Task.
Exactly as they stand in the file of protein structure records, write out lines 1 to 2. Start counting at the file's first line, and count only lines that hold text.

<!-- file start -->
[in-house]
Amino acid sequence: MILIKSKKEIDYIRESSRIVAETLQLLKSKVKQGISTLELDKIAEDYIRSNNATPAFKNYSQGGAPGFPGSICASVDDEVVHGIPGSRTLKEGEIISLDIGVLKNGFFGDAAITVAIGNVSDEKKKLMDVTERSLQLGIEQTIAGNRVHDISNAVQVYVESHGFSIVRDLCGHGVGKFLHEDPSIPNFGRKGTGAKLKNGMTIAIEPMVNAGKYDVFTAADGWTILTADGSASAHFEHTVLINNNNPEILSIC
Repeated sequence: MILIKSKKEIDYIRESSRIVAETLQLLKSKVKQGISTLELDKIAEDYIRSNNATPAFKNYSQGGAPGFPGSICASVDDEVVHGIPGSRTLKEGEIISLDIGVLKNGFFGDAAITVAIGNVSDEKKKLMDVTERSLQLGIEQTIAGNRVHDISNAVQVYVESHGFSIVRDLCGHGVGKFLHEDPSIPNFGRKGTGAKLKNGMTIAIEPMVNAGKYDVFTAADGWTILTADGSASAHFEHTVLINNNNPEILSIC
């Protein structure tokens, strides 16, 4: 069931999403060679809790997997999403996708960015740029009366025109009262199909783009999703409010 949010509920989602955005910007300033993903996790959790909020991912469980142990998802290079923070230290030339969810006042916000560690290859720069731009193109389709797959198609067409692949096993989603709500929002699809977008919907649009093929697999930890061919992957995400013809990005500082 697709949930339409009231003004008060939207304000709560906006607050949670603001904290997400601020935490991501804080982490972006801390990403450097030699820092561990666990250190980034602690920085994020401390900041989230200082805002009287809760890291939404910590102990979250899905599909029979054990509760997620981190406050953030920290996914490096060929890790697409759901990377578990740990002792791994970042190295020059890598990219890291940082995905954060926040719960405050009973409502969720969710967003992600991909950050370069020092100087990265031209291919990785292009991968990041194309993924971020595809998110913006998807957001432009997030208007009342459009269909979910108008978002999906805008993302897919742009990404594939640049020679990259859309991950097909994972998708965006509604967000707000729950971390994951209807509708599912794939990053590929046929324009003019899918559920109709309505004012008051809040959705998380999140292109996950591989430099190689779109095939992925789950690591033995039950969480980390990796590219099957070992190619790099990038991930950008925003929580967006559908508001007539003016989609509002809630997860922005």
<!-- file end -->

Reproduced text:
[in-house]
Amino acid sequence: MILIKSKKEIDYIRESSRIVAETLQLLKSKVKQGISTLELDKIAEDYIRSNNATPAFKNYSQGGAPGFPGSICASVDDEVVHGIPGSRTLKEGEIISLDIGVLKNGFFGDAAITVAIGNVSDEKKKLMDVTERSLQLGIEQTIAGNRVHDISNAVQVYVESHGFSIVRDLCGHGVGKFLHEDPSIPNFGRKGTGAKLKNGMTIAIEPMVNAGKYDVFTAADGWTILTADGSASAHFEHTVLINNNNPEILSIC